Deliberative Mini-Publics: Innovating Citizens in the Democratic Process

Research output: Contribution to journalBook/Film/Article review


There was a time when mini-publics were considered the exemplar of deliberative practice. A forum composed of a diverse set of randomly selected individuals exchanging reasons to determine the best course of action is regarded as a corrective to democratic deficits in “traditional” forms of political participation. A lot has been written about the virtues of these forums—from Archon Fung’s landmark piece in 2003 which first registered the term “mini -publics” in the vocabulary of deliberative studies (Archon Fung, “Recipes for Public Spheres: Eight Institutional Design Choices and Their Consequences,” Journal of Political Philosophy 11[September 2003]: 338–367) to a series of monographs showcasing the nuts and bolts of designing, implementing and evaluating deliberative forums.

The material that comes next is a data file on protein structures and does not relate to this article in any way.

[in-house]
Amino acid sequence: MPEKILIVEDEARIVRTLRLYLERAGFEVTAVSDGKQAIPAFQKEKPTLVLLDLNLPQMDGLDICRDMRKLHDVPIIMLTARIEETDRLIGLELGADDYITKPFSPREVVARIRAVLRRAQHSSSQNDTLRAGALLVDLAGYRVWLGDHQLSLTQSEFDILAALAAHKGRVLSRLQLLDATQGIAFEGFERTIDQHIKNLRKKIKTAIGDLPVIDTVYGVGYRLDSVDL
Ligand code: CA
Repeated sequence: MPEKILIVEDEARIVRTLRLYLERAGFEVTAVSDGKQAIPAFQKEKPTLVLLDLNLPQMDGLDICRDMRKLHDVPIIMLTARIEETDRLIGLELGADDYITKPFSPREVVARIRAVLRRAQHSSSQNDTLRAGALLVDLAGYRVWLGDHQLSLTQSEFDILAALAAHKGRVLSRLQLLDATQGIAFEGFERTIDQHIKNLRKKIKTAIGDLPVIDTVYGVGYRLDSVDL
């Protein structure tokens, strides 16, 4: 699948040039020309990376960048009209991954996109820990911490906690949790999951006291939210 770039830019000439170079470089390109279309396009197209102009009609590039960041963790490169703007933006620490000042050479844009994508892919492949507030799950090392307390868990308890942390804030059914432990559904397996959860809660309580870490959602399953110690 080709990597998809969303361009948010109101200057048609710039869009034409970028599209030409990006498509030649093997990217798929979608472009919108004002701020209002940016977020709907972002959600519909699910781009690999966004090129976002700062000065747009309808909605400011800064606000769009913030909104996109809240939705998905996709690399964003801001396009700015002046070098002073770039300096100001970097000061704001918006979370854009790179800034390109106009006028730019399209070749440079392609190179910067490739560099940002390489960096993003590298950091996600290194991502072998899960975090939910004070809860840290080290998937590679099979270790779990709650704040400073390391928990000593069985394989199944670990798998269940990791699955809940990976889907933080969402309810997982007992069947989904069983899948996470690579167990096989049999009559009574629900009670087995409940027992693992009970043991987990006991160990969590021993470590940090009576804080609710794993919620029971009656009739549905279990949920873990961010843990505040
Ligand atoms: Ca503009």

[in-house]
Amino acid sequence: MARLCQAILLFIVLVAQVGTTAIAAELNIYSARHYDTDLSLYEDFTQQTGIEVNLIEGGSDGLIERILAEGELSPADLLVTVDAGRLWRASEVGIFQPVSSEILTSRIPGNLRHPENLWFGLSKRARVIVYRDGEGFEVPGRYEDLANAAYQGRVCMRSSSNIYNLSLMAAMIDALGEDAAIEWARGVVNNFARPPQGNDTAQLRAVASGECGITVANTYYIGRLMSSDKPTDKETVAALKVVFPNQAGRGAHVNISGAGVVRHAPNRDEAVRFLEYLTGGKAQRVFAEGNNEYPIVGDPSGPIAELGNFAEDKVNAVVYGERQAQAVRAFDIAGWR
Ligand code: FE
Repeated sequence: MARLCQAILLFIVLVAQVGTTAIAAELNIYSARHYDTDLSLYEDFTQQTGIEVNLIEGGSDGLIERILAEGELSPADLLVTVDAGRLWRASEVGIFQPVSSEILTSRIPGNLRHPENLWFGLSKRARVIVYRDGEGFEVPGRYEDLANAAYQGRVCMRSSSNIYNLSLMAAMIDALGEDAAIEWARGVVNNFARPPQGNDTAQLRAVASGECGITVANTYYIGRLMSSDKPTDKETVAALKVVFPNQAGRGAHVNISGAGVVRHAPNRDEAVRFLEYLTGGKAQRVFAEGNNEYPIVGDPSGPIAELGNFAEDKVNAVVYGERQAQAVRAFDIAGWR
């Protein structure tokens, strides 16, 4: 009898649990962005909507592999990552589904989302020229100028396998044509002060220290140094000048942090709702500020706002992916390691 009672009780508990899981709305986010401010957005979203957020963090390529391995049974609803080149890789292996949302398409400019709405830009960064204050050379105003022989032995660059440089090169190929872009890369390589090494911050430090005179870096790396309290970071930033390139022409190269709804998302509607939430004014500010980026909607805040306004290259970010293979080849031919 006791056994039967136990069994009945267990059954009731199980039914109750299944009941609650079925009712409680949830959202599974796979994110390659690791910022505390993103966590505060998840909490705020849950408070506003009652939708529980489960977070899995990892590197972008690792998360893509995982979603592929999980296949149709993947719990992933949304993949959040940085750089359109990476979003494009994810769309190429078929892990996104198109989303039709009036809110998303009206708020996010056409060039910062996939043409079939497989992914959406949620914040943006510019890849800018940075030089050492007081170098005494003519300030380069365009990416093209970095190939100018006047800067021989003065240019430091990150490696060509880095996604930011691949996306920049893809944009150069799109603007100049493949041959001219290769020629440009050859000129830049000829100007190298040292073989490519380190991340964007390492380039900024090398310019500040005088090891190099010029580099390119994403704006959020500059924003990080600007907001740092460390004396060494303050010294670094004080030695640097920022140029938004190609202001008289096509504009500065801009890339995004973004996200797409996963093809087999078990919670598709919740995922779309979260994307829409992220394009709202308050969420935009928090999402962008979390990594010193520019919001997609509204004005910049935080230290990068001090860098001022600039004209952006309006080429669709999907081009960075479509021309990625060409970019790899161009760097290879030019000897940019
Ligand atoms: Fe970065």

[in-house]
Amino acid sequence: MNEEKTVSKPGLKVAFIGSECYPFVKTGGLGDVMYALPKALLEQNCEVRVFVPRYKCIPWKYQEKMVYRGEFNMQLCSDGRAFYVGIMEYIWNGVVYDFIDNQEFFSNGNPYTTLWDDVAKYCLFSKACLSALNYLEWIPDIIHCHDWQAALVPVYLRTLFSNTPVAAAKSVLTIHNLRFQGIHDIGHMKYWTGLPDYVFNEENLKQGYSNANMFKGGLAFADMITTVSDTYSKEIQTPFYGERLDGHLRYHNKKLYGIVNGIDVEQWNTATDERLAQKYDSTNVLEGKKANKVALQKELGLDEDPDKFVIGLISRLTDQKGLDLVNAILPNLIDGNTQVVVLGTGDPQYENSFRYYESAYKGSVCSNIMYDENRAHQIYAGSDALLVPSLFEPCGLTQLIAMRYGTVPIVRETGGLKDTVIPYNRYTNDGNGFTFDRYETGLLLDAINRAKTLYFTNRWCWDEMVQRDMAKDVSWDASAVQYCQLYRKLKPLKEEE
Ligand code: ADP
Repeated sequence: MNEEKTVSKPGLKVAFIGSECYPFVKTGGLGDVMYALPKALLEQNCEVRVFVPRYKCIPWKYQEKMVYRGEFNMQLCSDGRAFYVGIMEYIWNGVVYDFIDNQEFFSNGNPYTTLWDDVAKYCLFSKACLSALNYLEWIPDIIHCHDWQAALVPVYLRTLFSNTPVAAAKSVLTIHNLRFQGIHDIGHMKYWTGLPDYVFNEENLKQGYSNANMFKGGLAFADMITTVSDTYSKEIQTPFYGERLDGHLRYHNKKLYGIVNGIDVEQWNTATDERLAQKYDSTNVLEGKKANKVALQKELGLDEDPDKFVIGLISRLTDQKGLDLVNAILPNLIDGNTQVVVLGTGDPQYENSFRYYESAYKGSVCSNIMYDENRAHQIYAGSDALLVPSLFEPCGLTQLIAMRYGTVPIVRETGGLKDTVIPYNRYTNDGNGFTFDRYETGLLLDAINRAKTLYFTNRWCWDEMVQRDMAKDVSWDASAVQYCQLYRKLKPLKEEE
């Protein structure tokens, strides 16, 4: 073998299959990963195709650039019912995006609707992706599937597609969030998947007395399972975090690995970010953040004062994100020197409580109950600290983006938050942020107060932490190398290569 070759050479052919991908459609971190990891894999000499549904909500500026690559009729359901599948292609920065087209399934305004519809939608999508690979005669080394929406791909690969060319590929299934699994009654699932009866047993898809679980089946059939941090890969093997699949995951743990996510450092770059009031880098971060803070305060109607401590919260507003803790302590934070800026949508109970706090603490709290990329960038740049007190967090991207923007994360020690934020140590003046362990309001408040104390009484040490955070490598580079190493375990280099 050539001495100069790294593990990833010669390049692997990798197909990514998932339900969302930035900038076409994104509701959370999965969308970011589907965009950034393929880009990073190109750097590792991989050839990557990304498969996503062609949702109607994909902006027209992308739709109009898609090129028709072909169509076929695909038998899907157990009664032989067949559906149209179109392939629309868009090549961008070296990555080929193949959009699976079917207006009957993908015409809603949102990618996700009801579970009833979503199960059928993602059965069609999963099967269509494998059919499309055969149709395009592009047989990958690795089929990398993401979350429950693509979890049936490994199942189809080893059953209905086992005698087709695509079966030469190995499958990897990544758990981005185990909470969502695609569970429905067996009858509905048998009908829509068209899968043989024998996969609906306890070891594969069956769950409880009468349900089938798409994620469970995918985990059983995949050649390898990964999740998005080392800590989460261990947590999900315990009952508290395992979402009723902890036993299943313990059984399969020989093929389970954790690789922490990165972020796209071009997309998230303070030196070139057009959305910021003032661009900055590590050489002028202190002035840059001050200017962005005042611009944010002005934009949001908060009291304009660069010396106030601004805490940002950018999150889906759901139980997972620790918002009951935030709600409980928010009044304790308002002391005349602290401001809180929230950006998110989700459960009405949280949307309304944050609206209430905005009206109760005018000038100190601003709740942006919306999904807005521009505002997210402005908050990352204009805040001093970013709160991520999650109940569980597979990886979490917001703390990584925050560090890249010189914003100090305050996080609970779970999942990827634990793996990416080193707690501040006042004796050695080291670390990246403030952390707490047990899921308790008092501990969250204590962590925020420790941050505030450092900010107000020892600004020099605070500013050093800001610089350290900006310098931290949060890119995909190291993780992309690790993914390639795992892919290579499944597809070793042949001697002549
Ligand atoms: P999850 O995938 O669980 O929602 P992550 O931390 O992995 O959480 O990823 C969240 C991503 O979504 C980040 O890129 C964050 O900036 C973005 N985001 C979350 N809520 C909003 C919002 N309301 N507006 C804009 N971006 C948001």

The growing interest in deliberative systems, however, places the study of mini-publics at a crossroads. Today, debates about the function of mini-publics in relation to formal institutions and the broader public sphere have started to take root, particularly in the context of sharp critiques against the legitimacy and impact of mini-publics as discrete sites of deliberation.
Original languageEnglish
Pages (from-to)859-860
Number of pages2
JournalPerspectives on Politics
Issue number3
Publication statusPublished - Sept 2016


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